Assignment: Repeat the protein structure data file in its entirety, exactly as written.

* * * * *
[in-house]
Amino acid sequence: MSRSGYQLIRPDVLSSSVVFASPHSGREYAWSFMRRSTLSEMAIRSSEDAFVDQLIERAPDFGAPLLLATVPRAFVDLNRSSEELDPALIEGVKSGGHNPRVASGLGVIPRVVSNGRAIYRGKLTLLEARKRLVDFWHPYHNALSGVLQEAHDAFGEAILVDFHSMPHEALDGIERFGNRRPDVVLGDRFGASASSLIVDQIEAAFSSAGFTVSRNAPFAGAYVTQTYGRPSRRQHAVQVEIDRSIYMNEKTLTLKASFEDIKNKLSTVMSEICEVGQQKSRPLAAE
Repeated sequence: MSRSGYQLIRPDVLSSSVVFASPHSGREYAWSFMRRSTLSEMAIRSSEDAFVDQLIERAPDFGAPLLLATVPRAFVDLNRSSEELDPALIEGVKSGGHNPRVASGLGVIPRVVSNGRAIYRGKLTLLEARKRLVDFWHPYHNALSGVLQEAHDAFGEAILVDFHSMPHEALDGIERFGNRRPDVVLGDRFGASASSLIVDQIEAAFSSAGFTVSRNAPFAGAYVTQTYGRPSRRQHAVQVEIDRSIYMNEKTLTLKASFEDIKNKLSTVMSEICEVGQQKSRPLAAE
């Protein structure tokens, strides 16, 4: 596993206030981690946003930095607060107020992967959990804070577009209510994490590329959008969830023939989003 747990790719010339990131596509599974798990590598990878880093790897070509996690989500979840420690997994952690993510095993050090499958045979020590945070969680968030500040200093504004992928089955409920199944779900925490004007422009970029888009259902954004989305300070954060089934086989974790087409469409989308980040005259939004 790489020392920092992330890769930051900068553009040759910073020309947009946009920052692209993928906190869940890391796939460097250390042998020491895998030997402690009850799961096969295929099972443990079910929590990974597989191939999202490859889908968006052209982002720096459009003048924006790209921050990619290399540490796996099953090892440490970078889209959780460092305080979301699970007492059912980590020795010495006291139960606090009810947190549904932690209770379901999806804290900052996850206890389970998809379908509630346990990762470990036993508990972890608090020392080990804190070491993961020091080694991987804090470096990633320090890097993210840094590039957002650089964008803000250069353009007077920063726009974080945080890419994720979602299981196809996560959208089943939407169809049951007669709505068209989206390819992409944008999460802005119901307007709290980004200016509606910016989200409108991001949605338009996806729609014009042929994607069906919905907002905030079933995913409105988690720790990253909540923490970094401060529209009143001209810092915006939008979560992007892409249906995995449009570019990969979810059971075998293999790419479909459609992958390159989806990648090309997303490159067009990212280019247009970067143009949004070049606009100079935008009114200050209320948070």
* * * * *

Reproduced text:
[in-house]
Amino acid sequence: MSRSGYQLIRPDVLSSSVVFASPHSGREYAWSFMRRSTLSEMAIRSSEDAFVDQLIERAPDFGAPLLLATVPRAFVDLNRSSEELDPALIEGVKSGGHNPRVASGLGVIPRVVSNGRAIYRGKLTLLEARKRLVDFWHPYHNALSGVLQEAHDAFGEAILVDFHSMPHEALDGIERFGNRRPDVVLGDRFGASASSLIVDQIEAAFSSAGFTVSRNAPFAGAYVTQTYGRPSRRQHAVQVEIDRSIYMNEKTLTLKASFEDIKNKLSTVMSEICEVGQQKSRPLAAE
Repeated sequence: MSRSGYQLIRPDVLSSSVVFASPHSGREYAWSFMRRSTLSEMAIRSSEDAFVDQLIERAPDFGAPLLLATVPRAFVDLNRSSEELDPALIEGVKSGGHNPRVASGLGVIPRVVSNGRAIYRGKLTLLEARKRLVDFWHPYHNALSGVLQEAHDAFGEAILVDFHSMPHEALDGIERFGNRRPDVVLGDRFGASASSLIVDQIEAAFSSAGFTVSRNAPFAGAYVTQTYGRPSRRQHAVQVEIDRSIYMNEKTLTLKASFEDIKNKLSTVMSEICEVGQQKSRPLAAE
């Protein structure tokens, strides 16, 4: 596993206030981690946003930095607060107020992967959990804070577009209510994490590329959008969830023939989003 747990790719010339990131596509599974798990590598990878880093790897070509996690989500979840420690997994952690993510095993050090499958045979020590945070969680968030500040200093504004992928089955409920199944779900925490004007422009970029888009259902954004989305300070954060089934086989974790087409469409989308980040005259939004 790489020392920092992330890769930051900068553009040759910073020309947009946009920052692209993928906190869940890391796939460097250390042998020491895998030997402690009850799961096969295929099972443990079910929590990974597989191939999202490859889908968006052209982002720096459009003048924006790209921050990619290399540490796996099953090892440490970078889209959780460092305080979301699970007492059912980590020795010495006291139960606090009810947190549904932690209770379901999806804290900052996850206890389970998809379908509630346990990762470990036993508990972890608090020392080990804190070491993961020091080694991987804090470096990633320090890097993210840094590039957002650089964008803000250069353009007077920063726009974080945080890419994720979602299981196809996560959208089943939407169809049951007669709505068209989206390819992409944008999460802005119901307007709290980004200016509606910016989200409108991001949605338009996806729609014009042929994607069906919905907002905030079933995913409105988690720790990253909540923490970094401060529209009143001209810092915006939008979560992007892409249906995995449009570019990969979810059971075998293999790419479909459609992958390159989806990648090309997303490159067009990212280019247009970067143009949004070049606009100079935008009114200050209320948070």